To encourage victims to report sexual harassment, the Legislature’s workplace conduct policy says it “will work to maintain the confidentiality” of its investigations into allegations “to the extent possible” and “redact the personally identifying information of the accuser and witnesses” in confirmed findings that are released to the public.

Even then, public records requests and lawsuits can obliterate that anonymity, said Amy Oppenheimer, a lawyer whose San Francisco Bay Area firm specializes in workplace and school investigations.

Oppenheimer has conducted investigations in the past for the Legislature but did not work on the Dababneh probe.

“If there is litigation and a request for my files, then it’s going to be up to a judge what is kept confidential and what becomes public,” said Oppenheimer, adding that she tells participants that their names will remain as confidential as possible.

Musell said that in the 20 years she’s represented public employees in such cases, an employer has never informed one of her clients that their name could be released in litigation.

Nor does the Legislature’s written policy explicitly say that confidentiality could be breached if its investigations end up in a courtroom.

In August, Rendon and Senate President Pro Tem Toni Atkins (D-San Diego) announced a series of changes to how the Legislature handles workplace misconduct investigations, including new training on supervisors’ duty to report allegations of inappropriate behavior, investigating anonymous complaints and “requirements and limits of confidentiality.”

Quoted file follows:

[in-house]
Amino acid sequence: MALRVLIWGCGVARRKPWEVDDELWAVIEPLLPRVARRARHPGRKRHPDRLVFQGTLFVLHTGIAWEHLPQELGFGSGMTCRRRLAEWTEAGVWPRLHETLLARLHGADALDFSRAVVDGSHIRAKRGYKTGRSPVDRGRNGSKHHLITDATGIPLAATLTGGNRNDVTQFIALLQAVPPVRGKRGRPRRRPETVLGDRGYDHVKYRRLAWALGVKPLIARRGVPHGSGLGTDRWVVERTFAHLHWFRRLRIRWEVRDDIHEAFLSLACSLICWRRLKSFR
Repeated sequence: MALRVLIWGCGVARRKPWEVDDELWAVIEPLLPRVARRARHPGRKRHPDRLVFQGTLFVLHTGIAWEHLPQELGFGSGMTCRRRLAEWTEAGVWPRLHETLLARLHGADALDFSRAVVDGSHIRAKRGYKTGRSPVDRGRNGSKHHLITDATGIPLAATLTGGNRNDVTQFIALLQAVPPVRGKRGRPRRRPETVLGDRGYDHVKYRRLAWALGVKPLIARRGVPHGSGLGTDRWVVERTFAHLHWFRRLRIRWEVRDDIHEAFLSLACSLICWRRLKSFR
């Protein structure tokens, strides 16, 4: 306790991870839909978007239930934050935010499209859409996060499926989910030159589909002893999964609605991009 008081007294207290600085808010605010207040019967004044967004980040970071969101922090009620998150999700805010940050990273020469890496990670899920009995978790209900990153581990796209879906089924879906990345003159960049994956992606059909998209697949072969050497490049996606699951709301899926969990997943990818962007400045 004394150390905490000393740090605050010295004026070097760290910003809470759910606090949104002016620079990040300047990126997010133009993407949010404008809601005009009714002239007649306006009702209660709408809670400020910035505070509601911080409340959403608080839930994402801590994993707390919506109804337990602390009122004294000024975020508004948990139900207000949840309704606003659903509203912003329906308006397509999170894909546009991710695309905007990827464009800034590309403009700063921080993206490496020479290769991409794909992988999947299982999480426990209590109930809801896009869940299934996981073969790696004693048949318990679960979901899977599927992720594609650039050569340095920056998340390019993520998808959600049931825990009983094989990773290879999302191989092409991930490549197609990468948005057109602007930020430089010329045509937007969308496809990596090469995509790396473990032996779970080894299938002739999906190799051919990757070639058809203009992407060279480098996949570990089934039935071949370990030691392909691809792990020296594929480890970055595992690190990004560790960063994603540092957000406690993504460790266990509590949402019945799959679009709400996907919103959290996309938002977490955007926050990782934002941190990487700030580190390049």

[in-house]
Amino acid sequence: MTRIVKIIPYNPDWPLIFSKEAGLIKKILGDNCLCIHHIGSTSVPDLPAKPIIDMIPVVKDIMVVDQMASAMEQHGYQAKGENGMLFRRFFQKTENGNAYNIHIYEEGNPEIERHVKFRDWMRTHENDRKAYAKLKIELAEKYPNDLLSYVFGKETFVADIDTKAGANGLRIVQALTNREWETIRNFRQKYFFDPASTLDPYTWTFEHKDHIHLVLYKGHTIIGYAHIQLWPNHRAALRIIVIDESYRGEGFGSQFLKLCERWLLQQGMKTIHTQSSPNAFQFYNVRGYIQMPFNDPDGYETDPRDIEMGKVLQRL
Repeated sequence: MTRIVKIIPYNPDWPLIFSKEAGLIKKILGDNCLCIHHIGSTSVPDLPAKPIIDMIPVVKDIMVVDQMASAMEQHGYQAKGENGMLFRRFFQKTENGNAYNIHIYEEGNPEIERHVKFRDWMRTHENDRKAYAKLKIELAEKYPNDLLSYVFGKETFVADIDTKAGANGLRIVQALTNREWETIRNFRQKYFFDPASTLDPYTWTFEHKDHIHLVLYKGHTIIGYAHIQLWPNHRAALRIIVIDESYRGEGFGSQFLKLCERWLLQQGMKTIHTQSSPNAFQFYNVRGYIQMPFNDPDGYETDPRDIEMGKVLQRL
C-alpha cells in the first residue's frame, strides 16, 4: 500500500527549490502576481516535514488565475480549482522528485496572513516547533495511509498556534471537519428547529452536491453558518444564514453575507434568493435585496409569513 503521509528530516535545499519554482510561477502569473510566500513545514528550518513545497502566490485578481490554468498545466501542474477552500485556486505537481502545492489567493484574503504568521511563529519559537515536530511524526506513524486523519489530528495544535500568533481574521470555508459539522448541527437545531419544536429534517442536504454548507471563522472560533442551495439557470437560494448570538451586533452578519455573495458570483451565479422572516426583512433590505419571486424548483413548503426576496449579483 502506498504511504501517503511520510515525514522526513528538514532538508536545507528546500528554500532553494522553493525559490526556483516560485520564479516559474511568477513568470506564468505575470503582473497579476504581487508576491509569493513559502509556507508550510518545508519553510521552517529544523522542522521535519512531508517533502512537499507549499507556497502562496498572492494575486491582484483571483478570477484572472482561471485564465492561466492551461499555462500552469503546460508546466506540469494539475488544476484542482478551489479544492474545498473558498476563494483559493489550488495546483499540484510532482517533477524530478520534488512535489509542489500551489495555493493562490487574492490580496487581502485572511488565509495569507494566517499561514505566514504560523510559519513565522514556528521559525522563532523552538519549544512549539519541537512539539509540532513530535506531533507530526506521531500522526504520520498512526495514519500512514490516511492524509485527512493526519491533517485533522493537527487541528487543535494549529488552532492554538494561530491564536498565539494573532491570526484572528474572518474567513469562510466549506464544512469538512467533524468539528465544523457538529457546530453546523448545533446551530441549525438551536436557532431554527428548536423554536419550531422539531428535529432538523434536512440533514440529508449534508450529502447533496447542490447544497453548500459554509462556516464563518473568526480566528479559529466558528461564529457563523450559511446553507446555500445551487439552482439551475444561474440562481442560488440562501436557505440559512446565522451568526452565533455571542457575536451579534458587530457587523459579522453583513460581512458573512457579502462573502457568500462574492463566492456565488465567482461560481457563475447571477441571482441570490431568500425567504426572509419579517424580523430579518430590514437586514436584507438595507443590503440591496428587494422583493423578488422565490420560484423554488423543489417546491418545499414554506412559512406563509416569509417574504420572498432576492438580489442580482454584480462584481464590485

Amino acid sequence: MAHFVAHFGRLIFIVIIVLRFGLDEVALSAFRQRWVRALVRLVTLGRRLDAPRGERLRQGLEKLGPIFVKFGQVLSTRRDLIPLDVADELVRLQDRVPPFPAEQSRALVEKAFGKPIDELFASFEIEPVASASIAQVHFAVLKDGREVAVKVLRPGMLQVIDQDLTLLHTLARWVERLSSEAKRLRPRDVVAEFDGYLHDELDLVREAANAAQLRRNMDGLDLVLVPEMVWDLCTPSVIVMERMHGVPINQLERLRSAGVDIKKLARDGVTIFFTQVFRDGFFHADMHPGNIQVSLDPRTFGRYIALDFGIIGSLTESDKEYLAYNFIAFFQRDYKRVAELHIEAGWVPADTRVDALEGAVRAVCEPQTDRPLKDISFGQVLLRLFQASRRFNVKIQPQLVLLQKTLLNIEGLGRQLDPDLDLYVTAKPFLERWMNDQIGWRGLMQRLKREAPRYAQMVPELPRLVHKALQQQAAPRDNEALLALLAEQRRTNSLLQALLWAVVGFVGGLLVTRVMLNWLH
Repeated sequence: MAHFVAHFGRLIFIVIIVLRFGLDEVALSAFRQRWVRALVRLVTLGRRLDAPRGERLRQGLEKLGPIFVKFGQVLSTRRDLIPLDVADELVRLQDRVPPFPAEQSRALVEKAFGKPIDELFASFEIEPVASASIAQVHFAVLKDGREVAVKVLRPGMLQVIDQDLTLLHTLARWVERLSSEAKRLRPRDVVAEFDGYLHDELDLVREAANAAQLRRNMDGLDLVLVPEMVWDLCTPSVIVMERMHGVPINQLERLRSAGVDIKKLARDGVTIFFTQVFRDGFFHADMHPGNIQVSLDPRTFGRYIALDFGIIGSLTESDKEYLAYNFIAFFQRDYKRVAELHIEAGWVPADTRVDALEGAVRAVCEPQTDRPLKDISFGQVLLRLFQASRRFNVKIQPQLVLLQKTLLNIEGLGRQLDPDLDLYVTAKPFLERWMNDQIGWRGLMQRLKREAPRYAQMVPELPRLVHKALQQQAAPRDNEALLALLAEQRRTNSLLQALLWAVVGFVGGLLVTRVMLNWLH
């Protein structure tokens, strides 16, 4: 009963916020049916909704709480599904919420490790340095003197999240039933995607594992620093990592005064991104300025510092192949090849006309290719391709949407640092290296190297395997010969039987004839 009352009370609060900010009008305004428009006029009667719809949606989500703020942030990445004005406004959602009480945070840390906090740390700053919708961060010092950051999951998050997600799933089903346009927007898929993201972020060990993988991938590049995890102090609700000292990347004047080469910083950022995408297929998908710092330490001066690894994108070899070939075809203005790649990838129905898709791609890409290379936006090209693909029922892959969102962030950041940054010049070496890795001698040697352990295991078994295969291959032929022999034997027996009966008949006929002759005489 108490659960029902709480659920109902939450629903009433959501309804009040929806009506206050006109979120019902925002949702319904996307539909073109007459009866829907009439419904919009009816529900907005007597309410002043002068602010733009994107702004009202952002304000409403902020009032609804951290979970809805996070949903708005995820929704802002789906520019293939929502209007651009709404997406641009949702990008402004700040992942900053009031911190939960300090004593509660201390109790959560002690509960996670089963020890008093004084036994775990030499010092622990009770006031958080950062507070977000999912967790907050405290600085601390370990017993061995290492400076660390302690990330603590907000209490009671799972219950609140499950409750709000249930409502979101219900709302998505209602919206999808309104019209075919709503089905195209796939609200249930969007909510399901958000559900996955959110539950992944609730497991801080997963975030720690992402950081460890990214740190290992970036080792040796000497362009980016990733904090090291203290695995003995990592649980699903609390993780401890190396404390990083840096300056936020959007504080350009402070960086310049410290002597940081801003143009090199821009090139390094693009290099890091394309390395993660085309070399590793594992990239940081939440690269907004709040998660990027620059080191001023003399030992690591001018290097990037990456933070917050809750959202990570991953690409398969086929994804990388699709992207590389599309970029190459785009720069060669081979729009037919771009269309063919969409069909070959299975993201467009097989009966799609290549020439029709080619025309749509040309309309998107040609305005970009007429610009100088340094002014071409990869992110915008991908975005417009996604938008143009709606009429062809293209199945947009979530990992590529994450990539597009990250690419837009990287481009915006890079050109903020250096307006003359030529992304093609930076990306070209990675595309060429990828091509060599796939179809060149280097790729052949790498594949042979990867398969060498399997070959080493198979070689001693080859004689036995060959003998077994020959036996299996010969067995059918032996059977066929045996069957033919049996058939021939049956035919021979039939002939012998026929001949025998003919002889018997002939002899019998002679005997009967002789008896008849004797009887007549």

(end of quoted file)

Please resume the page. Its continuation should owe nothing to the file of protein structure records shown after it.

In 2017, five women publicly accused Dababneh of sexually inappropriate behavior going back years before and then during his tenure in the Legislature.

Dababneh, who was elected to the Assembly in 2013, resigned weeks later. Dababneh did not face criminal charges for the allegations against him.

He filed suit against the lower house in October 2018, arguing he could not properly defend himself against his accusers without additional details about the investigation.

Dababneh had already filed a separate defamation lawsuit against Lopez in 2018.